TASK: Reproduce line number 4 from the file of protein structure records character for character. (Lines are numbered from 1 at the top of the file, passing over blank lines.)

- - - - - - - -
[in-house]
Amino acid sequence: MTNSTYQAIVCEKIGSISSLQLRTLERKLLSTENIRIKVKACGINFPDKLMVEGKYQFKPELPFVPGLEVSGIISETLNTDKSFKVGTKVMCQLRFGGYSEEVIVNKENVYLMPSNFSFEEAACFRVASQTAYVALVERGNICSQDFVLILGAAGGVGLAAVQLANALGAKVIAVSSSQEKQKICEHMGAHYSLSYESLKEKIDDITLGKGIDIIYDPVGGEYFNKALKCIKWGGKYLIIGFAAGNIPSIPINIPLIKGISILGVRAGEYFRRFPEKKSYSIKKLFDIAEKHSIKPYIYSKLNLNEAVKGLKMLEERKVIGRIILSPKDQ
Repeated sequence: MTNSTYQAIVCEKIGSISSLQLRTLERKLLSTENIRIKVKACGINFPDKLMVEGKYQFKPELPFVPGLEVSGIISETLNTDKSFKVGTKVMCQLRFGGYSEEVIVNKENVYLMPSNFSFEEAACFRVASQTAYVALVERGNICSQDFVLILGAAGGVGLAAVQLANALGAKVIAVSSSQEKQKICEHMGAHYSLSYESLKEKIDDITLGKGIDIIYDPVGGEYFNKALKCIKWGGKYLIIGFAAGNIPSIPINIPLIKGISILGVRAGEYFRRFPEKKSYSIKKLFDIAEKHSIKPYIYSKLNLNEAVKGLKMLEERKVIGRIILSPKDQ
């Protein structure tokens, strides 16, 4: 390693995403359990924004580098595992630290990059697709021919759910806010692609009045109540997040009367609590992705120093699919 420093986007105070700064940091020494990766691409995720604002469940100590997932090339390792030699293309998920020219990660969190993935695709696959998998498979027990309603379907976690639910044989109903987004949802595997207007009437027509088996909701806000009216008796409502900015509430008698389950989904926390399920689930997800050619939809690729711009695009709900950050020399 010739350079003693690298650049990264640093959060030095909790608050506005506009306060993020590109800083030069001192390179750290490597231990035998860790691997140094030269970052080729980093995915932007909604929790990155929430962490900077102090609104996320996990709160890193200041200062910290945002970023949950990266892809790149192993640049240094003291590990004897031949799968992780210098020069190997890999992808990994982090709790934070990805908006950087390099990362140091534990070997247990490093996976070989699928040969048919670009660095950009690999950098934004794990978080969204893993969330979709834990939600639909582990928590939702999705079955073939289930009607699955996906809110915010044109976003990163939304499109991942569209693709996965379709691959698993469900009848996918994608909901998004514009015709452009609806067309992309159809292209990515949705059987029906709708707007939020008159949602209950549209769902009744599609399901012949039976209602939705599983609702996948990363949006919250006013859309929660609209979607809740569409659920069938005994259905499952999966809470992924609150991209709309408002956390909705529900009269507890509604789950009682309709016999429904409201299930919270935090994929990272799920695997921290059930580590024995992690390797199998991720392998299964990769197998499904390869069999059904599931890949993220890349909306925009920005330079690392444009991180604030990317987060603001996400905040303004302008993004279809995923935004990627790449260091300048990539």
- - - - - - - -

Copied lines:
């Protein structure tokens, strides 16, 4: 390693995403359990924004580098595992630290990059697709021919759910806010692609009045109540997040009367609590992705120093699919 420093986007105070700064940091020494990766691409995720604002469940100590997932090339390792030699293309998920020219990660969190993935695709696959998998498979027990309603379907976690639910044989109903987004949802595997207007009437027509088996909701806000009216008796409502900015509430008698389950989904926390399920689930997800050619939809690729711009695009709900950050020399 010739350079003693690298650049990264640093959060030095909790608050506005506009306060993020590109800083030069001192390179750290490597231990035998860790691997140094030269970052080729980093995915932007909604929790990155929430962490900077102090609104996320996990709160890193200041200062910290945002970023949950990266892809790149192993640049240094003291590990004897031949799968992780210098020069190997890999992808990994982090709790934070990805908006950087390099990362140091534990070997247990490093996976070989699928040969048919670009660095950009690999950098934004794990978080969204893993969330979709834990939600639909582990928590939702999705079955073939289930009607699955996906809110915010044109976003990163939304499109991942569209693709996965379709691959698993469900009848996918994608909901998004514009015709452009609806067309992309159809292209990515949705059987029906709708707007939020008159949602209950549209769902009744599609399901012949039976209602939705599983609702996948990363949006919250006013859309929660609209979607809740569409659920069938005994259905499952999966809470992924609150991209709309408002956390909705529900009269507890509604789950009682309709016999429904409201299930919270935090994929990272799920695997921290059930580590024995992690390797199998991720392998299964990769197998499904390869069999059904599931890949993220890349909306925009920005330079690392444009991180604030990317987060603001996400905040303004302008993004279809995923935004990627790449260091300048990539």